Today's the day
Plus: 4 downloadable training plans you can use this winter + spring
“I once was lost, but now I’m found… was blind, but now I see.”
“I want to run… I want to hide… I want to tear down the walls that hold me inside…”
Whenever it’s rainy or extremely cold outside and I find myself running on my treadmill, I always seem to gravitate toward this video of U2’s performance of “Where the Streets Have No Name,” from their concert at the Rose Bowl in Pasadena a little over a decade ago.
I think it’s because this performance, maybe more than any other I’ve heard, captures every feeling the song evokes — the rush and the excitement you feel when you hear the opening notes play, as well as the ache and the melancholy over past regrets, which lead singer Bono captures so soulfully in the verses from “Amazing Grace” that blend into the beginning of the song.
To me, those two ideas are never far apart: looking toward the future with anticipation about what it might bring, while at the same time being a bit mournful about the past, whether that’s over things I’ve done, or things I’ve left undone.
That’s what makes the promise of this day — today, right now — what it is. No matter how we may have faltered in the year just past, it’s not too late. We’ve been given this gift, a huge blank canvas of a whole new year, to start all over again and try anew.
It’s also an opportunity to give ourselves grace and forgiveness over any regrets we carry. For as long as I can remember, going back to the time I was a child, I’ve heard the message that we shouldn’t judge others. That you can’t really understand a person unless you’ve walked in their shoes, and seen the world through their eyes.
What I didn’t understand until very recently is, that applies to ourselves too. The person each of us was a year ago, or two years ago, or five years ago, only knew a part of what we know now — so it’s okay to let ourselves off the hook.
If you remember from this recent issue, I’ve been reading — and been enthralled with — Sarah Bakewell’s 2010 book How to Live, about the life lessons the French Renaissance writer Michel de Montaigne gave us in the series of books he called Essays, which chronicle his wrestlings with himself and the world around him.
What jumped out at me this past week, as I’ve been nearing the end of the book, is Bakewell’s noticing of how easy Montaigne was on himself, especially during a time when the religious leaders and institutions of the day emphasized that we should do precisely the opposite:
Although he returned to his work constantly, he hardly ever seemed to get the urge to cross things out, only to keep adding more. The spirit of repentance was alien to him in writing, just as it was in life, where he remained firmly wedded to amor fati: the cheerful acceptance of whatever happens.
This was at odds with the doctrines of Christianity, which insisted that you must constantly repent of your past misdeeds, in order to keep wiping clean the slate and giving yourself fresh beginnings. Montaigne knew that some of the things he had done in the past no longer made sense to him, but he was content to presume that he must have been a different person at the time, and leave it at that. His past selves were as diverse as a group of people at a party. Just as he would not think of passing judgement on a roomful of acquaintances, all of whom had their own reasons and points of view to explain what they had done, so he would not think of judging previous versions of [himself]. “We are all patchwork,” he wrote, “and so shapeless and diverse in composition that each bit, each moment, plays its own game.”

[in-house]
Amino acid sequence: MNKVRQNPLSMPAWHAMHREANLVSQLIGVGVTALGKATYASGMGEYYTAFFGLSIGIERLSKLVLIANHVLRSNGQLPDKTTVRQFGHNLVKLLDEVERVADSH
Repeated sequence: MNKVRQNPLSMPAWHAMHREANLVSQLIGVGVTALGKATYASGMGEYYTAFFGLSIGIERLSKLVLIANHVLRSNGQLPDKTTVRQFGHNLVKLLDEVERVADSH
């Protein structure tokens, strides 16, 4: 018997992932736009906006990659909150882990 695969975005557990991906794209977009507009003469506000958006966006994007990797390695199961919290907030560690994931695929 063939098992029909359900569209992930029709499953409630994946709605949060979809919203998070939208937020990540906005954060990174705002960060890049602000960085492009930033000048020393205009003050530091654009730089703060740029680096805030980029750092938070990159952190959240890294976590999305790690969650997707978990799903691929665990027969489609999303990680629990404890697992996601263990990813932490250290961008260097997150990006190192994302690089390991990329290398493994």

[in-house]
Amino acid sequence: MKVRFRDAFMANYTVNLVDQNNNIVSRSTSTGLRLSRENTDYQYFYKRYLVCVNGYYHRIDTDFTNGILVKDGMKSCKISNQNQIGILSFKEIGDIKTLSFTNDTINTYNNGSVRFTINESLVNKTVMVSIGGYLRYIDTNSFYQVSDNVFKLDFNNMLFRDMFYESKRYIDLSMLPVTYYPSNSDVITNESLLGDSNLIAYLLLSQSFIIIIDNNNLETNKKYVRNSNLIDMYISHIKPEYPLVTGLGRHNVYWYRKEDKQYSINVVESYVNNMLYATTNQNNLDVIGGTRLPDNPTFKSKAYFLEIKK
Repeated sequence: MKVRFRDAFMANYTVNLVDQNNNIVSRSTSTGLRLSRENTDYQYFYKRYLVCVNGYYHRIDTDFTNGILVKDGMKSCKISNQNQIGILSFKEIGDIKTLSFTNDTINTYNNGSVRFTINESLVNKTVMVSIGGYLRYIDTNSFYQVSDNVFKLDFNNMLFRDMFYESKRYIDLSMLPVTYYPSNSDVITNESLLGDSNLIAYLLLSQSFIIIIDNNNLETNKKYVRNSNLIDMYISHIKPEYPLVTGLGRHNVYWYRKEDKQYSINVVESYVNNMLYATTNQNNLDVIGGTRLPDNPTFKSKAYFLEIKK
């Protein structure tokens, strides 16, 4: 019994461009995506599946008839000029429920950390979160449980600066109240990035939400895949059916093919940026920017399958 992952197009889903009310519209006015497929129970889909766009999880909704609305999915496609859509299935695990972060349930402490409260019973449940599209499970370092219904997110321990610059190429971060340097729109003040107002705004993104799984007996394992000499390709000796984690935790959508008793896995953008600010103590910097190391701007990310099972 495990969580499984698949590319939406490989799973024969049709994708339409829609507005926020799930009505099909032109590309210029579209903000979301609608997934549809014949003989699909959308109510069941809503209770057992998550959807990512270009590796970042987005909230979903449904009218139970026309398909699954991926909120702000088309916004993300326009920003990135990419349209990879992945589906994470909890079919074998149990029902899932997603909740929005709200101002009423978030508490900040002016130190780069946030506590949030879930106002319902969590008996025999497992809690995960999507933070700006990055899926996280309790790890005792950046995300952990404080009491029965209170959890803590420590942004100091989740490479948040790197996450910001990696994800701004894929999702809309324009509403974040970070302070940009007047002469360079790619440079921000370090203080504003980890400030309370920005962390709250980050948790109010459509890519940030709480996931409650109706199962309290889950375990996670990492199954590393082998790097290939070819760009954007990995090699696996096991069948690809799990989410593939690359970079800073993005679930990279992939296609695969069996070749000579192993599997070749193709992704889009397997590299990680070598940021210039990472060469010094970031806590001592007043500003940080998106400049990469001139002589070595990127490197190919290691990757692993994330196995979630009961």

No overall point of view existed from which he could look back and construct the one consistent Montaigne that he would have liked to be. Since he did not try to airbrush his previous selves out of life, there was no reason for him to do it in his book either. The Essays had grown alongside him for twenty years; they were what they were, and he was happy to let them be.
I love, love, love this idea — that we can make peace with our past selves, that we are made whole not by denying or leaving them behind, but by accepting and recognizing them as part of who we are, just like the self we are now.
I’m looking forward to the year ahead for a number of reasons. But a big one is that this January marks eight years of writing to you each week, hearing about your goals and ambitions and your struggles and setbacks, and how you’re overcoming them.
This started out as a newsletter about running, but over the years — especially in the years since we joined Substack — it’s transformed into something that sustains me in ways far beyond how my running is going. I’m lifted up by the comments you share and the emails you send me, and I’m excited about the things we’ll cover in the year ahead.
And I hope you are too!
PDFs of our training plans
Late last year, one of the things that came through loud and clear in your feedback was that you like the training plans I’ve shared, but don’t want to wait for each week’s — that you’d rather receive them all at once.
So, here they are! First, the 12-week (or, three-month) plan, which is perfect for a spring race in late March or early to mid-April: